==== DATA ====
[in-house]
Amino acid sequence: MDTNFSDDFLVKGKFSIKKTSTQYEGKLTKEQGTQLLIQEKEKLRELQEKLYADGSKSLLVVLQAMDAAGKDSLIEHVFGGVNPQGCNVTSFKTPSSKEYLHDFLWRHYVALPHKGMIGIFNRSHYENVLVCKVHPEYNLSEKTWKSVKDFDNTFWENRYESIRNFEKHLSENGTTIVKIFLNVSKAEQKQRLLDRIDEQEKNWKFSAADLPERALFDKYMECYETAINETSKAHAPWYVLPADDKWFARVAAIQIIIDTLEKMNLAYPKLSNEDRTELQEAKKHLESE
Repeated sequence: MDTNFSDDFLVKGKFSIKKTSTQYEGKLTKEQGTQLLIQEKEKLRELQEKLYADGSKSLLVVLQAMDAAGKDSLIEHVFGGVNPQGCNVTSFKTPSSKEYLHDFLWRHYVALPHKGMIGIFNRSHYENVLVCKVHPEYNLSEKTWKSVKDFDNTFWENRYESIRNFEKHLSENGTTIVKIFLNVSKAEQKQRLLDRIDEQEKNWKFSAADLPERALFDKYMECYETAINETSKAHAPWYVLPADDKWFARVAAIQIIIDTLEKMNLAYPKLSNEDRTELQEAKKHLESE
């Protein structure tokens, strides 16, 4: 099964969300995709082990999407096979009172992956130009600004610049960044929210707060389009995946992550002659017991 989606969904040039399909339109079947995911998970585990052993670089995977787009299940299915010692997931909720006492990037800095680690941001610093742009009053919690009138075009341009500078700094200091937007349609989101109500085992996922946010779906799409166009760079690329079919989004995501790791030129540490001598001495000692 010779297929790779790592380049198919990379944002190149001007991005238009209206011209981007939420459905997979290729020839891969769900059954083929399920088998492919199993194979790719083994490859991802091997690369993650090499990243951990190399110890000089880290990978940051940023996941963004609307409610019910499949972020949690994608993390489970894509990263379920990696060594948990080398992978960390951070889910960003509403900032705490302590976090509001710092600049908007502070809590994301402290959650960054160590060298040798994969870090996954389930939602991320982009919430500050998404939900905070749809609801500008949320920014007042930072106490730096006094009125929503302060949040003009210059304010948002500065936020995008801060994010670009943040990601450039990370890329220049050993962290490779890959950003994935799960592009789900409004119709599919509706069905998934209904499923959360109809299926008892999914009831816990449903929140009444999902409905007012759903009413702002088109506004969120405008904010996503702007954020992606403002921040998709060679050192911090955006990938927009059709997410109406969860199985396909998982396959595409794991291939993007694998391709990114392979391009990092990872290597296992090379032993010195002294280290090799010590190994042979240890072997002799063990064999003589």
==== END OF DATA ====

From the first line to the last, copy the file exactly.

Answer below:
[in-house]
Amino acid sequence: MDTNFSDDFLVKGKFSIKKTSTQYEGKLTKEQGTQLLIQEKEKLRELQEKLYADGSKSLLVVLQAMDAAGKDSLIEHVFGGVNPQGCNVTSFKTPSSKEYLHDFLWRHYVALPHKGMIGIFNRSHYENVLVCKVHPEYNLSEKTWKSVKDFDNTFWENRYESIRNFEKHLSENGTTIVKIFLNVSKAEQKQRLLDRIDEQEKNWKFSAADLPERALFDKYMECYETAINETSKAHAPWYVLPADDKWFARVAAIQIIIDTLEKMNLAYPKLSNEDRTELQEAKKHLESE
Repeated sequence: MDTNFSDDFLVKGKFSIKKTSTQYEGKLTKEQGTQLLIQEKEKLRELQEKLYADGSKSLLVVLQAMDAAGKDSLIEHVFGGVNPQGCNVTSFKTPSSKEYLHDFLWRHYVALPHKGMIGIFNRSHYENVLVCKVHPEYNLSEKTWKSVKDFDNTFWENRYESIRNFEKHLSENGTTIVKIFLNVSKAEQKQRLLDRIDEQEKNWKFSAADLPERALFDKYMECYETAINETSKAHAPWYVLPADDKWFARVAAIQIIIDTLEKMNLAYPKLSNEDRTELQEAKKHLESE
């Protein structure tokens, strides 16, 4: 099964969300995709082990999407096979009172992956130009600004610049960044929210707060389009995946992550002659017991 989606969904040039399909339109079947995911998970585990052993670089995977787009299940299915010692997931909720006492990037800095680690941001610093742009009053919690009138075009341009500078700094200091937007349609989101109500085992996922946010779906799409166009760079690329079919989004995501790791030129540490001598001495000692 010779297929790779790592380049198919990379944002190149001007991005238009209206011209981007939420459905997979290729020839891969769900059954083929399920088998492919199993194979790719083994490859991802091997690369993650090499990243951990190399110890000089880290990978940051940023996941963004609307409610019910499949972020949690994608993390489970894509990263379920990696060594948990080398992978960390951070889910960003509403900032705490302590976090509001710092600049908007502070809590994301402290959650960054160590060298040798994969870090996954389930939602991320982009919430500050998404939900905070749809609801500008949320920014007042930072106490730096006094009125929503302060949040003009210059304010948002500065936020995008801060994010670009943040990601450039990370890329220049050993962290490779890959950003994935799960592009789900409004119709599919509706069905998934209904499923959360109809299926008892999914009831816990449903929140009444999902409905007012759903009413702002088109506004969120405008904010996503702007954020992606403002921040998709060679050192911090955006990938927009059709997410109406969860199985396909998982396959595409794991291939993007694998391709990114392979391009990092990872290597296992090379032993010195002294280290090799010590190994042979240890072997002799063990064999003589």